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De La Rue's innovation is rewarded with a Queen's Award
The Duke of Kent receives a gift from De La Rue chief executive Tim Cobbold, watched by Captain Christopher Fagan and the Lord-Lieutenant of Hampshire, Dame Mary Fagan
A COMPANY that is a trusted partner of Governments and central banks around the world has received a Queen’s Award for Enterprise – the 12th time that banknote printer De La Rue has received such an honour.
Presenting the award on behalf of his cousin, The Queen, was The Duke of Kent who, accompanied by the Lord-Lieutenant of Hampshire Dame Mary Fagan, also officially opened De La Rue’s Overton state-of-the-art Technology Centre.
De La Rue, headquartered in Viables, Basingstoke, which this year celebrates its 200th anniversary, won the Queen’s Award for Enterprise: Innovation, for its Optiks anti-counterfeit technology for banknotes.
During his visit, The Duke met members of the De La Rue physical science team, who at the Technology Centre use cutting-edge technology and equipment to develop innovative features for use across the company’s security products and services.
De La Rue chairman Philip Rogerson said: “It’s a great honour for our company and it’s particularly pleasing to have been granted this award during the year in which we celebrate our 200th anniversary.
“This latest award truly belongs to the whole banknote community within the company.
“The story started in 1998 with the research and development team who took a fresh approach to a long-standing problem of how to create a see-through window with banknote paper.”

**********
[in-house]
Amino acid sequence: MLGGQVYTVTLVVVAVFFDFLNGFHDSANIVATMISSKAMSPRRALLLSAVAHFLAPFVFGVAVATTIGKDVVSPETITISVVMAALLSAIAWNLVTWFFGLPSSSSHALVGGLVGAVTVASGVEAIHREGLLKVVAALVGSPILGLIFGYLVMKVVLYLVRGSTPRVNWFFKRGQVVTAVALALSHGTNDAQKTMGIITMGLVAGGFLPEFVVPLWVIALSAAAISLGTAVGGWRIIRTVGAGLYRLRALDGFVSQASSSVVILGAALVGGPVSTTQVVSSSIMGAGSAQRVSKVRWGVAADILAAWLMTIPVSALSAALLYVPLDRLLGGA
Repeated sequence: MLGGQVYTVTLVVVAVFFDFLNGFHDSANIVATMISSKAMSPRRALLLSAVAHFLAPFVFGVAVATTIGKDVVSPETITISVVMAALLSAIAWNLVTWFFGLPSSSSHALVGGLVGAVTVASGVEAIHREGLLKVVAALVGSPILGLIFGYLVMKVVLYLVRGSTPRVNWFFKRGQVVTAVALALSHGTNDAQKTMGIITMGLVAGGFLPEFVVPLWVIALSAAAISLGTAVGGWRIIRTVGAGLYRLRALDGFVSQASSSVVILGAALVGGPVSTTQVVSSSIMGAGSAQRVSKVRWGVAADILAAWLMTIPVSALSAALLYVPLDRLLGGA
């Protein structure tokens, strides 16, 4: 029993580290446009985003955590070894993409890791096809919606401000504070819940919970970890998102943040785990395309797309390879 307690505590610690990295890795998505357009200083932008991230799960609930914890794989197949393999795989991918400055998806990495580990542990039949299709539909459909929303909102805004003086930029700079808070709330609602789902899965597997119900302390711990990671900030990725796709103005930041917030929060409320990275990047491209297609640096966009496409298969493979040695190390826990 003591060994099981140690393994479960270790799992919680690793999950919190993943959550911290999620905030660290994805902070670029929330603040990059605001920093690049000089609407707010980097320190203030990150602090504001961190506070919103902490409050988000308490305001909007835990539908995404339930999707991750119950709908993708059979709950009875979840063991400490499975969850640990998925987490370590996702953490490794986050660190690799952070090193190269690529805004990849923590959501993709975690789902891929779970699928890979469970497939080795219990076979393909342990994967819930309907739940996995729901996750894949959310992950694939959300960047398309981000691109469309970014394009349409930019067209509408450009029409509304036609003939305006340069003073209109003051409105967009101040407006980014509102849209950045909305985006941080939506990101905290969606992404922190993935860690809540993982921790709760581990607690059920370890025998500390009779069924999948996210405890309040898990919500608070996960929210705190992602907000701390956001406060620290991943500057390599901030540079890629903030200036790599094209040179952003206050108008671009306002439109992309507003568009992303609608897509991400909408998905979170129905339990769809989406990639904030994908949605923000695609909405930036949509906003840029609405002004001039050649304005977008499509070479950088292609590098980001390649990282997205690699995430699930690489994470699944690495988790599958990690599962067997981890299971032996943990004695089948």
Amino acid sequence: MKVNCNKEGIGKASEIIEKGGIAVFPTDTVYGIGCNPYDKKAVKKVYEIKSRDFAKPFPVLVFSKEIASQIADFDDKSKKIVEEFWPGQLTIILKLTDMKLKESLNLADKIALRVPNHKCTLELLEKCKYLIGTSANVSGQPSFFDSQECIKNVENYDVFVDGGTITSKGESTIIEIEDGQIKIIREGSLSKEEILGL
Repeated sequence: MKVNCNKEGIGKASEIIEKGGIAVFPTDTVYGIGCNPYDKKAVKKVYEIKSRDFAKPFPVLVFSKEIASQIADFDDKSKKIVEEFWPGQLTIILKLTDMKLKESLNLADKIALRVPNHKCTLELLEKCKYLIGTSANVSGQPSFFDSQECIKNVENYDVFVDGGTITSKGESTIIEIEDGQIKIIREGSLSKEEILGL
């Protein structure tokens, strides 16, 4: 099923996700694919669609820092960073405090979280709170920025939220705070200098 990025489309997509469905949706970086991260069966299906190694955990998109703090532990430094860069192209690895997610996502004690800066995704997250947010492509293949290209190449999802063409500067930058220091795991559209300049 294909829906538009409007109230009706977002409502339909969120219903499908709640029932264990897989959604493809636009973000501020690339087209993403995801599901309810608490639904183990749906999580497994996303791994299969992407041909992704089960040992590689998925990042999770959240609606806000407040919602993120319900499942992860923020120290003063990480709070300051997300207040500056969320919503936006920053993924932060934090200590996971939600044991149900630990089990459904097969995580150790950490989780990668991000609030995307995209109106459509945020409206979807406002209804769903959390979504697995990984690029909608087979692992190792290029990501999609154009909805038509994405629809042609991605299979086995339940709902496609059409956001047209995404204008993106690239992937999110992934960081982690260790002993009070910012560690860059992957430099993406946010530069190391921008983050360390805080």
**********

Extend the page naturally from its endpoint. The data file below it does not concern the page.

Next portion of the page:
He said the revolutionary paper-making process required extensive trials and process development.
“We had to be sure that it would work with the subsequent printing processes and in the high-speed banknote sorting equipment used by our customers,” said Mr Rogerson, who described Optiks as a highly secure and attractive and revolutionary product.
He added: “It was launched at the 2004 Currency Conference in Rome, where it was an immediate sensation.
“The first order for the Kazakhstan 10,000 tenge note was won in 2006 and subsequently the technology has been adopted in a total of 11 countries, including this year in the Solomon Islands with the $50 banknote and the new 10,000 krónur in Iceland.”
A proud Mr Rogerson told the audience: “De La Rue has been innovating throughout its 200-year history. This innovation is core to our success and an integral part of this company.”
Speaking about the new Technology Centre, Mr Rogerson said: “This represents a firm expression of our continuing commitment to innovation and our determination to continue providing the most secure and best performing banknotes for our customers around the world.”
After officially opening the Technology Centre, The Duke said: “I am extremely impressed by this new centre. I have also looked at the paper-making processes and I must say it is extremely impressive to see.
“So I am delighted to open this Technology Centre and at the same time congratulate you on winning your Queen’s Award.”
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